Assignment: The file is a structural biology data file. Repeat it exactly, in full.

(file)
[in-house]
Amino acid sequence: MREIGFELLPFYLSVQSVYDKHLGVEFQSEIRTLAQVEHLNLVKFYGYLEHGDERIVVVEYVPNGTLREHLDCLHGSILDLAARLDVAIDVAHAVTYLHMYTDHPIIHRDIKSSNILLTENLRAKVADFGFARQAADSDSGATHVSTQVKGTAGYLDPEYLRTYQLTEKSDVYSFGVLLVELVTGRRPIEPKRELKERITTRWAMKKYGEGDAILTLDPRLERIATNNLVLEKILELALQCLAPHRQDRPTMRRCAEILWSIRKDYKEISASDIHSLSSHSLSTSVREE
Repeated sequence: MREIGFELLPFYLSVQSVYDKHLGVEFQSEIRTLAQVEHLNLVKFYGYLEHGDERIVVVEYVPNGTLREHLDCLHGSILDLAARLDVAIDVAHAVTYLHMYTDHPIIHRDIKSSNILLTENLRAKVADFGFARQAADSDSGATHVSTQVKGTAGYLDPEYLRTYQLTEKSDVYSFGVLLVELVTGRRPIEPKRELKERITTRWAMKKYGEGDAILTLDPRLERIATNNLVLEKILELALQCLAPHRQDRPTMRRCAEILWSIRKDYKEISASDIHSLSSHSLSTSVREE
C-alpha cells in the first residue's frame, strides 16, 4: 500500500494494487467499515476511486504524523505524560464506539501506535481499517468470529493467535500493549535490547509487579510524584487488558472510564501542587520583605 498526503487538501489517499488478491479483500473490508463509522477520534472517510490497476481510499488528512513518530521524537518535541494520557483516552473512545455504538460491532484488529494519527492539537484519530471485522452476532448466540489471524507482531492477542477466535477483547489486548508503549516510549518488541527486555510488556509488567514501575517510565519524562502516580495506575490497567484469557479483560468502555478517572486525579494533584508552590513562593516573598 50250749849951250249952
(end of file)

[in-house]
Amino acid sequence: MREIGFELLPFYLSVQSVYDKHLGVEFQSEIRTLAQVEHLNLVKFYGYLEHGDERIVVVEYVPNGTLREHLDCLHGSILDLAARLDVAIDVAHAVTYLHMYTDHPIIHRDIKSSNILLTENLRAKVADFGFARQAADSDSGATHVSTQVKGTAGYLDPEYLRTYQLTEKSDVYSFGVLLVELVTGRRPIEPKRELKERITTRWAMKKYGEGDAILTLDPRLERIATNNLVLEKILELALQCLAPHRQDRPTMRRCAEILWSIRKDYKEISASDIHSLSSHSLSTSVREE
Repeated sequence: MREIGFELLPFYLSVQSVYDKHLGVEFQSEIRTLAQVEHLNLVKFYGYLEHGDERIVVVEYVPNGTLREHLDCLHGSILDLAARLDVAIDVAHAVTYLHMYTDHPIIHRDIKSSNILLTENLRAKVADFGFARQAADSDSGATHVSTQVKGTAGYLDPEYLRTYQLTEKSDVYSFGVLLVELVTGRRPIEPKRELKERITTRWAMKKYGEGDAILTLDPRLERIATNNLVLEKILELALQCLAPHRQDRPTMRRCAEILWSIRKDYKEISASDIHSLSSHSLSTSVREE
C-alpha cells in the first residue's frame, strides 16, 4: 500500500494494487467499515476511486504524523505524560464506539501506535481499517468470529493467535500493549535490547509487579510524584487488558472510564501542587520583605 498526503487538501489517499488478491479483500473490508463509522477520534472517510490497476481510499488528512513518530521524537518535541494520557483516552473512545455504538460491532484488529494519527492539537484519530471485522452476532448466540489471524507482531492477542477466535477483547489486548508503549516510549518488541527486555510488556509488567514501575517510565519524562502516580495506575490497567484469557479483560468502555478517572486525579494533584508552590513562593516573598 50250749849951250249952